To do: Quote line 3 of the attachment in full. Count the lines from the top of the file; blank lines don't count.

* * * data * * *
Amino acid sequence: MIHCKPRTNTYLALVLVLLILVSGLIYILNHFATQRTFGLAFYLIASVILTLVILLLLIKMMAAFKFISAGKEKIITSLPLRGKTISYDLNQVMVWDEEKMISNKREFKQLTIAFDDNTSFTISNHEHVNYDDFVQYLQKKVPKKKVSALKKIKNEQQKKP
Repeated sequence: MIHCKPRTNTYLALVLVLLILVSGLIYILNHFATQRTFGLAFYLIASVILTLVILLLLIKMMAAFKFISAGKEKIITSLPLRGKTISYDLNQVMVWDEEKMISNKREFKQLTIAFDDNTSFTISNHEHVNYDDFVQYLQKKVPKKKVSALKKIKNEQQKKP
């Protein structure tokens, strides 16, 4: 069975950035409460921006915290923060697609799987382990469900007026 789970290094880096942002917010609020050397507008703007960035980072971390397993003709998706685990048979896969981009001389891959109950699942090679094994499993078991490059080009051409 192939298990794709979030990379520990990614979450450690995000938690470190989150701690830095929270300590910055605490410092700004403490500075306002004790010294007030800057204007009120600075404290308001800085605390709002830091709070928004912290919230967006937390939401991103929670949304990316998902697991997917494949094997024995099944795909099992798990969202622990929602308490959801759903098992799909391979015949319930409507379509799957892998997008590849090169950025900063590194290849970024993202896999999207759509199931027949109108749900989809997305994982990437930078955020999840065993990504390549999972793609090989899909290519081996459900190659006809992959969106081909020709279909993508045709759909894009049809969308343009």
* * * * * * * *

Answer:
């Protein structure tokens, strides 16, 4: 069975950035409460921006915290923060697609799987382990469900007026 789970290094880096942002917010609020050397507008703007960035980072971390397993003709998706685990048979896969981009001389891959109950699942090679094994499993078991490059080009051409 192939298990794709979030990379520990990614979450450690995000938690470190989150701690830095929270300590910055605490410092700004403490500075306002004790010294007030800057204007009120600075404290308001800085605390709002830091709070928004912290919230967006937390939401991103929670949304990316998902697991997917494949094997024995099944795909099992798990969202622990929602308490959801759903098992799909391979015949319930409507379509799957892998997008590849090169950025900063590194290849970024993202896999999207759509199931027949109108749900989809997305994982990437930078955020999840065993990504390549999972793609090989899909290519081996459900190659006809992959969106081909020709279909993508045709759909894009049809969308343009």